Hamilton company Stockguard Animal Health Ltd has successfully launched a new vitamin B12 supplement that is a global
first, thanks to leading edge New Zealand research and technology.
Stockguard says its SMARTShot B12 is the first veterinary product available anywhere in the world that incorporates a
unique “micro-encapsulation” technology.
The product provides a sustained release of vitamin B12 for animals and is a major breakthrough, says managing director
Kevin Burke. It is the result of collaborative research between Stockguard laboratories and AgResearch, partly funded by
Technology New Zealand, part of the Foundation for Research, Science and Technology.
Vitamin B12 is contained in “microspheres” of polymer. After injection into the animal, the vitamin diffuses through the
pores of the polymer as it is broken down. Larger vitamin B12 particles and those particles centrally contained within
the larger “microspheres” are released more slowly.
“The supplement has a unique selling point – one shot lasts at least eight months in sheep, unheard of in most parts of
the world,” Mr Burke says. “Conventional B12 injections need to be repeated every 3-4 weeks.”
He says the supplement has received wide acclaim from many of this country’s vets and farmers and from those in the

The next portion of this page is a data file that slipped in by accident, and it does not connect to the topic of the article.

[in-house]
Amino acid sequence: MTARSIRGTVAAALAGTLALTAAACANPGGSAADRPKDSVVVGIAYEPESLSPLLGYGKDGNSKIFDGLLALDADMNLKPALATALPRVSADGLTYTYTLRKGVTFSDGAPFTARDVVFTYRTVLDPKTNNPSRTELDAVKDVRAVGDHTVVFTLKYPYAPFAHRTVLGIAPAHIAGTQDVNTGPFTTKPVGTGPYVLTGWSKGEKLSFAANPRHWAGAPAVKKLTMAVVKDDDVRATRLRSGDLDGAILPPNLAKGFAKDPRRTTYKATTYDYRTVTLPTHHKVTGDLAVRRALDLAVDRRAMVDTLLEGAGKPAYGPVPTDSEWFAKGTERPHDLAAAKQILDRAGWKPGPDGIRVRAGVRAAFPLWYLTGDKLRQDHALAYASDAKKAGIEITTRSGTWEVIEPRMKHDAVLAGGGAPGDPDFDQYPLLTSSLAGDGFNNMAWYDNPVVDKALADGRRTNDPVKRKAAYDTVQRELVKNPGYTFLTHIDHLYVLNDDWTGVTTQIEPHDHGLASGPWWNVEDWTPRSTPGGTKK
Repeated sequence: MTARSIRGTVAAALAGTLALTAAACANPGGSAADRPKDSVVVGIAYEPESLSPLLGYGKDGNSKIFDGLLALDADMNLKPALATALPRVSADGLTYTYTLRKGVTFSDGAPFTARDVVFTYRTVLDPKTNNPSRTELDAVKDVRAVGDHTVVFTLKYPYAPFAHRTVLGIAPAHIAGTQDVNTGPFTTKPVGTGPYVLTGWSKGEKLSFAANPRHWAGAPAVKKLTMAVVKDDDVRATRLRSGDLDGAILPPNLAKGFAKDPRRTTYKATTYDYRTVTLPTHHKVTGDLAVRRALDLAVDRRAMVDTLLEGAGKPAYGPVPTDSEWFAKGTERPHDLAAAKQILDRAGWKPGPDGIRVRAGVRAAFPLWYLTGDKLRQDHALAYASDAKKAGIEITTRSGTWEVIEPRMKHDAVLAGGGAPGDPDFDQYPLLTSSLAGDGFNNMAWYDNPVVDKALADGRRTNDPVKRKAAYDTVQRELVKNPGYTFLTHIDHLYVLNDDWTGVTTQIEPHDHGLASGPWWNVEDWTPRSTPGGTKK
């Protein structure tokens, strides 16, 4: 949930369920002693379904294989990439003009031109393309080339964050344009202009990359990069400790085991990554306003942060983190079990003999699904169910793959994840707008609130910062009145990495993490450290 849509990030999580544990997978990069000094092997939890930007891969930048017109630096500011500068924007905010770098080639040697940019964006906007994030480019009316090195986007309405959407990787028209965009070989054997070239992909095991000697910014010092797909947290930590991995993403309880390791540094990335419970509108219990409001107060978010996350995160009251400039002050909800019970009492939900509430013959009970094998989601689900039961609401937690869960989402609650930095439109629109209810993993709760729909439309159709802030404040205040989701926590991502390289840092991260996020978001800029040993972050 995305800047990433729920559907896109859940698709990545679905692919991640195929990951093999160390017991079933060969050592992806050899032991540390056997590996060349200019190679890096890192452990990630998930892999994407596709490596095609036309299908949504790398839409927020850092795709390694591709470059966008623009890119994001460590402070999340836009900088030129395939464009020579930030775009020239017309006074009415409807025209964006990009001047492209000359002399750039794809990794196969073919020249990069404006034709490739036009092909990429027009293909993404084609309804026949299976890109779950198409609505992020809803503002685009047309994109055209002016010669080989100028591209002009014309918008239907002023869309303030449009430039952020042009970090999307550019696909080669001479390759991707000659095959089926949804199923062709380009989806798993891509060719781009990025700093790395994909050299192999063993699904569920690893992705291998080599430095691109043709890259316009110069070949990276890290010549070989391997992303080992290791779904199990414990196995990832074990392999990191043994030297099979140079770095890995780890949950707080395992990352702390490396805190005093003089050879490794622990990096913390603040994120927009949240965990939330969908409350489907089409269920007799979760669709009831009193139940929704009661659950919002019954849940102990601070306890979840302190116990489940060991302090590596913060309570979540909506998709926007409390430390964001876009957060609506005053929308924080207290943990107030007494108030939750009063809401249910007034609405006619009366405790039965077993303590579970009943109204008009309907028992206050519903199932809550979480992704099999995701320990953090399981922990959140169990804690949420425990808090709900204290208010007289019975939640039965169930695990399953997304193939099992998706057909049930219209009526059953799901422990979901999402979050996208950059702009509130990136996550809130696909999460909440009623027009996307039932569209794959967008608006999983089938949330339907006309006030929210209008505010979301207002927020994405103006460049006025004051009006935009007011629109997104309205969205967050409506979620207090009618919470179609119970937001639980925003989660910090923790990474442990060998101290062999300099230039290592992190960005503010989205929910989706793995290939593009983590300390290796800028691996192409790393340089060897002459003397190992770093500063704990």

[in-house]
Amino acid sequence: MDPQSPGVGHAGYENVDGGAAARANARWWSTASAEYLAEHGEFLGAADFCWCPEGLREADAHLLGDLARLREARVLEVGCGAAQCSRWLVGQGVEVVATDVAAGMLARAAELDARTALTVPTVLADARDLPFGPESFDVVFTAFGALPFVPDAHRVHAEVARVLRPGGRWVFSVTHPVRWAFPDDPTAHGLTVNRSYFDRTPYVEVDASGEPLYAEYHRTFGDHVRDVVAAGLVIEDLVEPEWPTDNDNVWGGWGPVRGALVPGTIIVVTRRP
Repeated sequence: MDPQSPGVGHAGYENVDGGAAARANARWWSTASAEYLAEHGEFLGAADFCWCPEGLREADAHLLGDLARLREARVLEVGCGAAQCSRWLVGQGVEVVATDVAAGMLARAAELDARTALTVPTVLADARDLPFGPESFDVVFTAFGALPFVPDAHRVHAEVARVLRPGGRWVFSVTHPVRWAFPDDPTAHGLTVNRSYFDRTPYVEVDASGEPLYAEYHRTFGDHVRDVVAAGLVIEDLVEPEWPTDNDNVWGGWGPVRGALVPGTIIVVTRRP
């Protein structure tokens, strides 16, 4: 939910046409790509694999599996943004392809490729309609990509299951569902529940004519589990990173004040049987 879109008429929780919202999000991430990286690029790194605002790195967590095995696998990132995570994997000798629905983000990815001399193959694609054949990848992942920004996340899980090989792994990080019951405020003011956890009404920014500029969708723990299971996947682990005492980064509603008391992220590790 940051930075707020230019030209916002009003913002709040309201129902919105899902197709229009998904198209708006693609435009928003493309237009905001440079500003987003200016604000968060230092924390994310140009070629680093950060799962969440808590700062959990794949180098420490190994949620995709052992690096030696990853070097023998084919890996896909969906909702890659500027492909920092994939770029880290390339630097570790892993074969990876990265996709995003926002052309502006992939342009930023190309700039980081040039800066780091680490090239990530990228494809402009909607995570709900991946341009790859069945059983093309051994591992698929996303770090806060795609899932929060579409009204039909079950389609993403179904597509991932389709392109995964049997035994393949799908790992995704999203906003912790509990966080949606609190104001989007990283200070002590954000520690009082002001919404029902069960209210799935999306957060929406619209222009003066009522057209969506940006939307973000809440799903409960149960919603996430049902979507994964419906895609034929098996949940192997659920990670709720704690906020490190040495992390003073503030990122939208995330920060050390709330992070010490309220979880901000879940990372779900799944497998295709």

United States that have been working with the technology.
“Farmers can make significant savings in time and costs because of its sustained action and convenience, and the health
of their animals is being boosted at the same time.”
Soils in several areas of New Zealand are lacking in cobalt. In other areas manganese can block cobalt uptake, causing a
vitamin B12 deficiency. The deficiency leads to marked decreases in growth rates of young stock, a loss of milk and
fibre production and decreases in natural immunity to disease.
Mr Burke says that results from trial work and anecdotal evidence suggests the SMARTShot product brings tangible
benefits to the livestock industry including improved:
· appetite in treated livestock;
· growth rates for earlier slaughter or healthier replacement stock;
· fertility and reproductive performance; · milk and fibre production;
· resistance to parasites and disease.
He says planned export of the product will bring further benefits to the wider New Zealand economy.
Contact: · Kevin Burke, Stockguard Animal Health Ltd, Ph: (07) 849-6782. · Tony Hadfield Technology New Zealand at the
Foundation for Research, Science and Technology (04) 917-8000 or 025 454-095. Website: www.technz.co.nz
Prepared on behalf of the Foundation for Research, Science and Technology by ID Communications. Contact: Ian Carson (04)
477-2525, Email: firstname.lastname@example.org